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Close Encounters with the Conservative Kind

Need a Hillary bobblehead? A discourse on the fallacy of global warming? Come on down to the Conservative Political Action Conference.

| Mon Feb. 11, 2008 3:00 AM EST
Dick Cheney kicked off the three-day Conservative Political Action Conference (CPAC) last week with a preemptory analysis of President Bush's legacy. It was a speech chock full of the self-serving misrepresentations the American public—which now rejects Bush's leadership by a huge majority—has come to expect from the administration. But this was CPAC, an annual gathering of hard-core right-wing activists from across the country who are, in Cheney's words, "the heart and soul of the conservative community."

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Attendees cheered when Cheney said that President Bush "faces challenges squarely" without "passing them on to future generations"— ignoring the ongoing war in Iraq and the record deficit that will be created by the president's latest budget. Cheney claimed that letting the Bush tax cuts expire would be one of the "largest government money grabs in American history" because it would supposedly raise taxes an average of $1,800, even though the vast majority of American taxpayers wouldn't see anything close to that tax hike. Cheney got a standing ovation when he insisted that the administration's overseas interrogation program (the program that introduced rendition, black sites, and "we do not torture" into our national vernacular) has obtained important and useful information. At one point during the speech, the audience chanted "Four more years!"

Later, while the crowd waited for Mitt Romney and John McCain to speak, a conservative book seminar began, and panelists extolled the virtues of Barry Goldwater's Conscience of a Conservative and Ayn Rand's Atlas Shrugged. "The heroes of Atlas Shrugged were businessmen! Absolutely astonishing!" said Edward Hudgins, executive director of the Atlas Society, an organization that champions Rand's philosophy of "rational, principled individualism." Rand, Hudgins said, instructed her readers to protect their lives, their privacy, and their businesses as they protect their children. "How would you feel if the government decided to molest your children?" he asked.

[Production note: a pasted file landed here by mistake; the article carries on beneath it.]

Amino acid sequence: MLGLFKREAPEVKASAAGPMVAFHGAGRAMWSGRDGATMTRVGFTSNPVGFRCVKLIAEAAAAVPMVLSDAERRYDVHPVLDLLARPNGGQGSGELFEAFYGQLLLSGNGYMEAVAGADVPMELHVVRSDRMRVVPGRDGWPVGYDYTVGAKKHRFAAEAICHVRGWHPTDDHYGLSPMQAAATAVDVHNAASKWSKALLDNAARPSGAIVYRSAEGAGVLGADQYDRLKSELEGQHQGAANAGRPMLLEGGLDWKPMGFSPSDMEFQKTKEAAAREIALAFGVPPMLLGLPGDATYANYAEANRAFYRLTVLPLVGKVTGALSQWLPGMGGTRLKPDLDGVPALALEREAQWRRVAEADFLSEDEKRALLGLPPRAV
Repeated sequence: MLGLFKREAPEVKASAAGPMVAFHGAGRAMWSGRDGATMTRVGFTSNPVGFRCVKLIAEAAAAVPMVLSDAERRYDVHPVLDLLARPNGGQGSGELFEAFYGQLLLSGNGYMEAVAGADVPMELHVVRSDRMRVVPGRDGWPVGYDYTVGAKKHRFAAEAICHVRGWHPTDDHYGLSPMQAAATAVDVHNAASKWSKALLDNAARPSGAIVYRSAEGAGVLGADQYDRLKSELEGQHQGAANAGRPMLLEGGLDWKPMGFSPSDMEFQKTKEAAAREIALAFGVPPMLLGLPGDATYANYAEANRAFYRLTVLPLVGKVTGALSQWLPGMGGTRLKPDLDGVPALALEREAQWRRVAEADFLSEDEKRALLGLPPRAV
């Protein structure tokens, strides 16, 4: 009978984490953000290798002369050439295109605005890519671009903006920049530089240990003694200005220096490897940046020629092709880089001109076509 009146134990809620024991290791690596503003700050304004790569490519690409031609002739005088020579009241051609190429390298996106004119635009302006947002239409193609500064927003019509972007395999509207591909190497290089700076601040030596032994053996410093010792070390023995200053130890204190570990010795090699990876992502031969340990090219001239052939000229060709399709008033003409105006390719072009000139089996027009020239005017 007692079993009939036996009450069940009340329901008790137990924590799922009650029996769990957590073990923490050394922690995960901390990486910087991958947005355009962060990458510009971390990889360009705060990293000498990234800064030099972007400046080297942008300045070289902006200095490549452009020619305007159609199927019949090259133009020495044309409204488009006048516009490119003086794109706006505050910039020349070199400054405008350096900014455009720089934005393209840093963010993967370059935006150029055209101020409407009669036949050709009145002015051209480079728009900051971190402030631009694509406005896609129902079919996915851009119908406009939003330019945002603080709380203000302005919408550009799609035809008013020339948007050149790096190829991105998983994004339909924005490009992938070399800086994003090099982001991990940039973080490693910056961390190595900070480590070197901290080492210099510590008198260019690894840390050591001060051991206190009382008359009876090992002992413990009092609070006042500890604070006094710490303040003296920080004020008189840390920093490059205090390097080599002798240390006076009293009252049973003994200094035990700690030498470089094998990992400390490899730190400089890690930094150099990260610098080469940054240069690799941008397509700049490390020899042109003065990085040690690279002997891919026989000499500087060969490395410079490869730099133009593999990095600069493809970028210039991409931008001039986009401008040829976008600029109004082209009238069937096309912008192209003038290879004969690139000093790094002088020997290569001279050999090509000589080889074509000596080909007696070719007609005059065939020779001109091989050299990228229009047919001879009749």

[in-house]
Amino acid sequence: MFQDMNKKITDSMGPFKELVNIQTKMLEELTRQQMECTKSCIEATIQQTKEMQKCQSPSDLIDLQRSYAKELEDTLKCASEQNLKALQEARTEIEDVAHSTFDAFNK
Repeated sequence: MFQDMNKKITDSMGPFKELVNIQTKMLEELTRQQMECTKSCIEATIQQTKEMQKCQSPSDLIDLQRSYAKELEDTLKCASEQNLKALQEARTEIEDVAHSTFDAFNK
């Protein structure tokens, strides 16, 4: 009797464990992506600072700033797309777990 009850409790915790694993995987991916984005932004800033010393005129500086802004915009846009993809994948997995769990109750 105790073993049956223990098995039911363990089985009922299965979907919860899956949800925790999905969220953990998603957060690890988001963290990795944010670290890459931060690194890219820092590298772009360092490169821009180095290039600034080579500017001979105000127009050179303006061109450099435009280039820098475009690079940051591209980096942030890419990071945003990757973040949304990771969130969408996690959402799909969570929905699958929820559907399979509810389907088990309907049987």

Over the course of day one, Mitt Romney dropped out of the presidential race and John McCain got booed. (Other things that got booed: Keith Olbermann, France, universal health care, and the idea of a "living Constitution.") The candidates' appearances have been well-covered elsewhere, so I'll only mention that many attendees told me that they will refuse to vote for John McCain, seeing him as not conservative enough. One young man, who must have been born in the late '80s, said that he would write in Ronald Reagan's name.

Griping, in fact, was a major activity at the conference. The fact that a supposed false conservative was about to don the mantle of the Republican Party was irksome enough, but there were also Hillary Clinton, Hollywood, and the liberal media to contend with. Right around the corner, it seemed, waited a welfare/nanny state, attacks from radical jihadists, and a legion of activist judges determined to pervert American society.

And then there are immigrants. After McCain's speech, a man handed out flyers to audience members as they exited the auditorium. "Amerixianada?? Meximerianada??" it read. "Whatever they might call it, we must STOP the gradual, planned merging of America with Mexico and Canada." I asked the man what he thought about John McCain. He snorted. I asked him who he would vote for. "Maybe a third party," he said. "Someone who will really secure the borders." As we were talking, a glowering, heavyset gentleman glanced at the flyer and stopped in his tracks. He poked the man I was speaking with in the chest. "Unless white people like you start having more children, you can kiss this country goodbye," he said.

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